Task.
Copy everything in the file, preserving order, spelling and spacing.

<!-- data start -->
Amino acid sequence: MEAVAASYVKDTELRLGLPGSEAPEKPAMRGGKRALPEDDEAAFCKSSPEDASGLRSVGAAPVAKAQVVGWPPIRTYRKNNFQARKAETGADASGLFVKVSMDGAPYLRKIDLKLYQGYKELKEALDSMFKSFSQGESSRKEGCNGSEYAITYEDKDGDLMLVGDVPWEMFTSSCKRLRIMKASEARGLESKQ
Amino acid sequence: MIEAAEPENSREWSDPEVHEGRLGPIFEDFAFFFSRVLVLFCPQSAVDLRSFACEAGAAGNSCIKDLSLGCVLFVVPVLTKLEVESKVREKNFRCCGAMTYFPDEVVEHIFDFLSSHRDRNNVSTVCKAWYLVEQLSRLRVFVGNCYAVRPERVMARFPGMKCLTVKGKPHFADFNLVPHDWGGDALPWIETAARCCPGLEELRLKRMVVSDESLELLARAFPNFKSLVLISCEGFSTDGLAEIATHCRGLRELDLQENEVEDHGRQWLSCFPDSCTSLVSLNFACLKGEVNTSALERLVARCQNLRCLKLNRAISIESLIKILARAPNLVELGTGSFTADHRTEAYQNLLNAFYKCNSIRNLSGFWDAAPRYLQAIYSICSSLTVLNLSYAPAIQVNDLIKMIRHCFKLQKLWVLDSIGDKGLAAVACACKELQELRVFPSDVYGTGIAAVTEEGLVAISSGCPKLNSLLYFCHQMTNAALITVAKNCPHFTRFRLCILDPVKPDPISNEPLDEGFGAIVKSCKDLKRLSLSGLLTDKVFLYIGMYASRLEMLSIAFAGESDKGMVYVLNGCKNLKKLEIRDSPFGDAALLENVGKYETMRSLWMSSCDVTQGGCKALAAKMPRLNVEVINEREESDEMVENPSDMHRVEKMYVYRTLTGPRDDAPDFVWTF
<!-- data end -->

Amino acid sequence: MEAVAASYVKDTELRLGLPGSEAPEKPAMRGGKRALPEDDEAAFCKSSPEDASGLRSVGAAPVAKAQVVGWPPIRTYRKNNFQARKAETGADASGLFVKVSMDGAPYLRKIDLKLYQGYKELKEALDSMFKSFSQGESSRKEGCNGSEYAITYEDKDGDLMLVGDVPWEMFTSSCKRLRIMKASEARGLESKQ
Amino acid sequence: MIEAAEPENSREWSDPEVHEGRLGPIFEDFAFFFSRVLVLFCPQSAVDLRSFACEAGAAGNSCIKDLSLGCVLFVVPVLTKLEVESKVREKNFRCCGAMTYFPDEVVEHIFDFLSSHRDRNNVSTVCKAWYLVEQLSRLRVFVGNCYAVRPERVMARFPGMKCLTVKGKPHFADFNLVPHDWGGDALPWIETAARCCPGLEELRLKRMVVSDESLELLARAFPNFKSLVLISCEGFSTDGLAEIATHCRGLRELDLQENEVEDHGRQWLSCFPDSCTSLVSLNFACLKGEVNTSALERLVARCQNLRCLKLNRAISIESLIKILARAPNLVELGTGSFTADHRTEAYQNLLNAFYKCNSIRNLSGFWDAAPRYLQAIYSICSSLTVLNLSYAPAIQVNDLIKMIRHCFKLQKLWVLDSIGDKGLAAVACACKELQELRVFPSDVYGTGIAAVTEEGLVAISSGCPKLNSLLYFCHQMTNAALITVAKNCPHFTRFRLCILDPVKPDPISNEPLDEGFGAIVKSCKDLKRLSLSGLLTDKVFLYIGMYASRLEMLSIAFAGESDKGMVYVLNGCKNLKKLEIRDSPFGDAALLENVGKYETMRSLWMSSCDVTQGGCKALAAKMPRLNVEVINEREESDEMVENPSDMHRVEKMYVYRTLTGPRDDAPDFVWTF